Marcia Ian <[log in to unmask]>
Hi Chris --
I haven't read the results of the study, but the news reports claim that this
just-published study of rats is the first to show what they dream about. The
claim is that because the brain-scans (MRI's?) of the rats in REM sleep show
the same patterns as those done while the rats are running/learning mazes, this
shows that the rats are dreaming about running mazes. If this is indeed the
claim, it does not seem to me proof but a rather liberal and hopeful
inference. Too bad they can't hook movie projectors up those little brains. .
> "chris erb" <[log in to unmask]>
> 5:51 PM
> An interesting note about this is the behavior that is exhibited by pets
> when owners say they "dream" (twitching, barking, meowing, etc). My
> Rottweiler recently had a litter of puppies (12 to be exact), and they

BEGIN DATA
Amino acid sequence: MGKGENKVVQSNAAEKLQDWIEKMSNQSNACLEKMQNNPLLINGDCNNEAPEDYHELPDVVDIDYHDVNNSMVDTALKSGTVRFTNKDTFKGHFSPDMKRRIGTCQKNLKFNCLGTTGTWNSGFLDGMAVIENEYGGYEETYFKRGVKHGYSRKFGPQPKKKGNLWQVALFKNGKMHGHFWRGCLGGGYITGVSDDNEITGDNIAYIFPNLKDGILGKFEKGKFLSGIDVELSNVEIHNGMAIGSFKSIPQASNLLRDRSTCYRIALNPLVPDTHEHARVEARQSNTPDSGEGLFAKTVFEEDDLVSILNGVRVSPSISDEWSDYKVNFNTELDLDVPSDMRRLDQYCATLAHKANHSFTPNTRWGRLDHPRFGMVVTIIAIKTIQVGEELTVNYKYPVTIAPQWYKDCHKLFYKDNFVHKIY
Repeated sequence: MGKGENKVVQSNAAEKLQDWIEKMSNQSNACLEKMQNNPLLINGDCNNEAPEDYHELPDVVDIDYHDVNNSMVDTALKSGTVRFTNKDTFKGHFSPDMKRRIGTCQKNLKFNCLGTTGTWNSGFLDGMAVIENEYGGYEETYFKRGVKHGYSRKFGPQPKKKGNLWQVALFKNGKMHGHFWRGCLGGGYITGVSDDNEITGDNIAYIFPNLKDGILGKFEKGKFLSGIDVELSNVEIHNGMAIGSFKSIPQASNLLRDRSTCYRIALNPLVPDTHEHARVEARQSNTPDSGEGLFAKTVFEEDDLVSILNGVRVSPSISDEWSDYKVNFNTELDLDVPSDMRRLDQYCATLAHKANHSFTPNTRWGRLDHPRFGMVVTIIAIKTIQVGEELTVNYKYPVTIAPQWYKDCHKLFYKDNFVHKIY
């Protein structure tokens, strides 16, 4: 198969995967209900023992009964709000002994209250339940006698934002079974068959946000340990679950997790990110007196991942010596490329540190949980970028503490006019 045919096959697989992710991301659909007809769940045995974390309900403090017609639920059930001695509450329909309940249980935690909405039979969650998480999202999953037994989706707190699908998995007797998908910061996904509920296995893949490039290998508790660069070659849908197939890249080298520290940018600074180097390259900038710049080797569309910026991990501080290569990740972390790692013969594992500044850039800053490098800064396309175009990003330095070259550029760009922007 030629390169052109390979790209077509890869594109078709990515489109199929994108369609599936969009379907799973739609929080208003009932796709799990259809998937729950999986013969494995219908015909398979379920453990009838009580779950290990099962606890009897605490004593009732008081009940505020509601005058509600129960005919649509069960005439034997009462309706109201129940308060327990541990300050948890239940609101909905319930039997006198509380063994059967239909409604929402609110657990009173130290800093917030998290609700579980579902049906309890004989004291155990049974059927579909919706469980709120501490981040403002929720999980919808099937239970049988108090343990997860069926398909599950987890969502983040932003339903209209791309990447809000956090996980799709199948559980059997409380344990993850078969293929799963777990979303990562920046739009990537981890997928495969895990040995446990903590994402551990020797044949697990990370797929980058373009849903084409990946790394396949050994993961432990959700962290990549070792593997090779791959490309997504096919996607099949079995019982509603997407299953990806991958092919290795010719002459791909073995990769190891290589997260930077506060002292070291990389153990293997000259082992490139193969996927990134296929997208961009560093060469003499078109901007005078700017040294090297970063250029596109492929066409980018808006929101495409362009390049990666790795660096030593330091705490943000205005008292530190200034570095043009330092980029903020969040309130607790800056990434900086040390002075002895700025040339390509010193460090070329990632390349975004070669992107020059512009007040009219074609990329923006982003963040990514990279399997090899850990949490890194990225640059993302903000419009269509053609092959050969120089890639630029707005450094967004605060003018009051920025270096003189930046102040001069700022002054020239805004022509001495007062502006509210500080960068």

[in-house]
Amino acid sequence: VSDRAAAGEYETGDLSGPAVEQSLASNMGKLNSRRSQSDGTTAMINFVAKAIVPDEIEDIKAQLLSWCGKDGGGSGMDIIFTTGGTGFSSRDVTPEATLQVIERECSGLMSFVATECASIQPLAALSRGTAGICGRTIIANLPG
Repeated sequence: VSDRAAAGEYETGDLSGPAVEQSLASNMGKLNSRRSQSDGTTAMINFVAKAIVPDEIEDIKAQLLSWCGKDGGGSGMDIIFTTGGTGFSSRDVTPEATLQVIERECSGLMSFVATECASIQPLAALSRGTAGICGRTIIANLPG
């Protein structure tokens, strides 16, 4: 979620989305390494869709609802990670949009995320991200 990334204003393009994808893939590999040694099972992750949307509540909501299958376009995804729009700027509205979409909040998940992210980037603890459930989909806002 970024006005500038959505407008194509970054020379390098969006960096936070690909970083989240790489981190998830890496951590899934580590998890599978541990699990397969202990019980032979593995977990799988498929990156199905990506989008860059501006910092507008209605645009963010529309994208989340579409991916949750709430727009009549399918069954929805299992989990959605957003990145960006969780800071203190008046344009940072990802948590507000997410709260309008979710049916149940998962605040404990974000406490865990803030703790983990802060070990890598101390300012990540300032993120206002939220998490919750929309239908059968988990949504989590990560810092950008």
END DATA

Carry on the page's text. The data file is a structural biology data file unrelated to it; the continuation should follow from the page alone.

> exhibit the same twitching behavior in their sleep, even though their eyes
> do not open until about 10 days after they are born, their ears 17 days.
> I am not really sure that this proves anything either way. But it does beg
> the question, if they are dreaming in a classical sense, what on earth are
> blind and deaf three day olds dreaming about? Odors? Physical contact
> perhaps? And if this is what they are dreaming about, does this change our
> concept of the word in relation to the animals all together? Or is the
> behavior of the dog really simply the firing of nerve endings in their
> p.s. If anyone is interested in purchasing a puppy (they are pure bred,
> soon to be AKC registered), please contact me off-list.
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